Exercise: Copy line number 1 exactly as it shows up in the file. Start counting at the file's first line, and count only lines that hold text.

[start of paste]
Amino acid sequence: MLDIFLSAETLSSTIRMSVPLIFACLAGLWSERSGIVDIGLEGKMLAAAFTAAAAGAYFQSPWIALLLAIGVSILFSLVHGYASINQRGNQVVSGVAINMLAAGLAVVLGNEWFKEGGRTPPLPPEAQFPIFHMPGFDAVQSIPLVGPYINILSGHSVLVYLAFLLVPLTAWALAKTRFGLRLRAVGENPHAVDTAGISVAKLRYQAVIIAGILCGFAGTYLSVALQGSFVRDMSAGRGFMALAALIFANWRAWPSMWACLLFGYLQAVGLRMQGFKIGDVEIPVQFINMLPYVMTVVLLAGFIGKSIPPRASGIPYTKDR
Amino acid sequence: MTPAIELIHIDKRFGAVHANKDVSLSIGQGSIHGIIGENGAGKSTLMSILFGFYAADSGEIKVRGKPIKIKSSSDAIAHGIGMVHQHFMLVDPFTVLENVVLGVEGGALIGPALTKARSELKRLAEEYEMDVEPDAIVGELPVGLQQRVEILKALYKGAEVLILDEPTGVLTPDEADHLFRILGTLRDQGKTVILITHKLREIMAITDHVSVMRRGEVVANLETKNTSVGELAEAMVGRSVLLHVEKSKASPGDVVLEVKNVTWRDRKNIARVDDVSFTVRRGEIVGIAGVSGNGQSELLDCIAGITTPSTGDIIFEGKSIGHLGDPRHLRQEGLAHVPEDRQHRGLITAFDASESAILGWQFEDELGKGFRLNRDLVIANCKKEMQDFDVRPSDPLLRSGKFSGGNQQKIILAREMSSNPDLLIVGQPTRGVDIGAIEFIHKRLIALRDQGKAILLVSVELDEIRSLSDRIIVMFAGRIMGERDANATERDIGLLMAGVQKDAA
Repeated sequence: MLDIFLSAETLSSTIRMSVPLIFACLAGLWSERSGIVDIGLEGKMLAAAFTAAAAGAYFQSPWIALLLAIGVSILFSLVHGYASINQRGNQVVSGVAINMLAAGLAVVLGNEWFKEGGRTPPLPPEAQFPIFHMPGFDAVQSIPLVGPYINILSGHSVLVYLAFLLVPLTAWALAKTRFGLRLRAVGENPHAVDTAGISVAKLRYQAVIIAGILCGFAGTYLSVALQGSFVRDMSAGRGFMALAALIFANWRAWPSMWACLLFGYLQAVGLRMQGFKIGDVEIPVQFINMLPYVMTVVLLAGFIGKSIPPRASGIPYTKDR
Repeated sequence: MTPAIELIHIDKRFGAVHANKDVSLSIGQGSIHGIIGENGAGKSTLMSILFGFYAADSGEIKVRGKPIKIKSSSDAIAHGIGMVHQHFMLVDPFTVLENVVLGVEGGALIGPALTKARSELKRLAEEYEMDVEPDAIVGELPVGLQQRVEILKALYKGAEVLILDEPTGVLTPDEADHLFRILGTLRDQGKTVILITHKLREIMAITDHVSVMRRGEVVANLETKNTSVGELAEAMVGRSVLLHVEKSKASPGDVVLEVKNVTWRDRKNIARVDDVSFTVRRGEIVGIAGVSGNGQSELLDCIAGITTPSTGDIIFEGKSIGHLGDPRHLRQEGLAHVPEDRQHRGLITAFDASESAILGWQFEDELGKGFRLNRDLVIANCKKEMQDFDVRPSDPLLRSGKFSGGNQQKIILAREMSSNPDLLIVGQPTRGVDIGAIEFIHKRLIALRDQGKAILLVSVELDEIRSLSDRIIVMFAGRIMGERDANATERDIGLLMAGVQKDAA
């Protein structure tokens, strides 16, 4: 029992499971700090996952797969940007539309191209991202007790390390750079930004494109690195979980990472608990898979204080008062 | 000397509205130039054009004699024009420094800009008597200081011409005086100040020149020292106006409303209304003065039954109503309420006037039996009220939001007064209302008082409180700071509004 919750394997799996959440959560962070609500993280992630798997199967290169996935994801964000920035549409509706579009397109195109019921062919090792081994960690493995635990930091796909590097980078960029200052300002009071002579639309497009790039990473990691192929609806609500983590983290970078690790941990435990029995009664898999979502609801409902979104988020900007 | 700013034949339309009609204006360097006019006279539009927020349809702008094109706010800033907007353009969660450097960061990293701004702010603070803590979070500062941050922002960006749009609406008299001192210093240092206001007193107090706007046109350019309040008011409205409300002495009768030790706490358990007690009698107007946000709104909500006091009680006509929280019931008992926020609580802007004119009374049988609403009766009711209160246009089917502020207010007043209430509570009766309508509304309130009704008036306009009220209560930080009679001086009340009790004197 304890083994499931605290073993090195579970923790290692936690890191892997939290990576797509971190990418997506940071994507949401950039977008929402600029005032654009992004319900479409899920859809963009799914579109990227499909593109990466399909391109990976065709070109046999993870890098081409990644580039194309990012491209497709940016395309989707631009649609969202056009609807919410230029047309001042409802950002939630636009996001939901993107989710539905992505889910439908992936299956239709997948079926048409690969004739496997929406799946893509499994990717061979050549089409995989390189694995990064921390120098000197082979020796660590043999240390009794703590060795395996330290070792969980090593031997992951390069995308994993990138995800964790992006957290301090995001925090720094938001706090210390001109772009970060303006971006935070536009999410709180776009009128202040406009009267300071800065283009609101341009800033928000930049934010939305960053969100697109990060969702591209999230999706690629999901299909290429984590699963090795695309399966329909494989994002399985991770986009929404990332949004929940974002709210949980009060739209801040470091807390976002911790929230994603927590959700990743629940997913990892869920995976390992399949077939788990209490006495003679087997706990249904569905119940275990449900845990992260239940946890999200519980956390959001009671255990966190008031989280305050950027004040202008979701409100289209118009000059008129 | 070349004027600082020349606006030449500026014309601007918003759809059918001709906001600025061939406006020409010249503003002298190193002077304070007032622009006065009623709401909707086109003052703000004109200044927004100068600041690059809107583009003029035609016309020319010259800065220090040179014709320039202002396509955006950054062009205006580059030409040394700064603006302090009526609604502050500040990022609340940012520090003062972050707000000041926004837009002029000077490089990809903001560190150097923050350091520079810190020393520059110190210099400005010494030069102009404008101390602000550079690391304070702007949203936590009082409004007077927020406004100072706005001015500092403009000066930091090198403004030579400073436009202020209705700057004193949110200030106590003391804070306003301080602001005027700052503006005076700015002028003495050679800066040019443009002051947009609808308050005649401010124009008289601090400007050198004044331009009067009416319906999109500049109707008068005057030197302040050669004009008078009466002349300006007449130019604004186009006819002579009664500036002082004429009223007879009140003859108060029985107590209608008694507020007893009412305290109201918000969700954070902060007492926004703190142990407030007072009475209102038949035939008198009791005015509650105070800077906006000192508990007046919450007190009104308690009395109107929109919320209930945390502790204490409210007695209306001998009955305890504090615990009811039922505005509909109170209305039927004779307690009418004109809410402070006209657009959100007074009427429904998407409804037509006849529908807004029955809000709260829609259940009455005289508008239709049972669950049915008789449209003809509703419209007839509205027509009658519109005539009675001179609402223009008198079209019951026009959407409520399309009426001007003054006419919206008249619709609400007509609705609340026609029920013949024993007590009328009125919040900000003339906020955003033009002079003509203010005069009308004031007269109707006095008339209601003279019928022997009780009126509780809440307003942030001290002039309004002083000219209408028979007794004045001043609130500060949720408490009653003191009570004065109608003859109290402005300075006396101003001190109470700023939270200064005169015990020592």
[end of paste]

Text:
Amino acid sequence: MLDIFLSAETLSSTIRMSVPLIFACLAGLWSERSGIVDIGLEGKMLAAAFTAAAAGAYFQSPWIALLLAIGVSILFSLVHGYASINQRGNQVVSGVAINMLAAGLAVVLGNEWFKEGGRTPPLPPEAQFPIFHMPGFDAVQSIPLVGPYINILSGHSVLVYLAFLLVPLTAWALAKTRFGLRLRAVGENPHAVDTAGISVAKLRYQAVIIAGILCGFAGTYLSVALQGSFVRDMSAGRGFMALAALIFANWRAWPSMWACLLFGYLQAVGLRMQGFKIGDVEIPVQFINMLPYVMTVVLLAGFIGKSIPPRASGIPYTKDR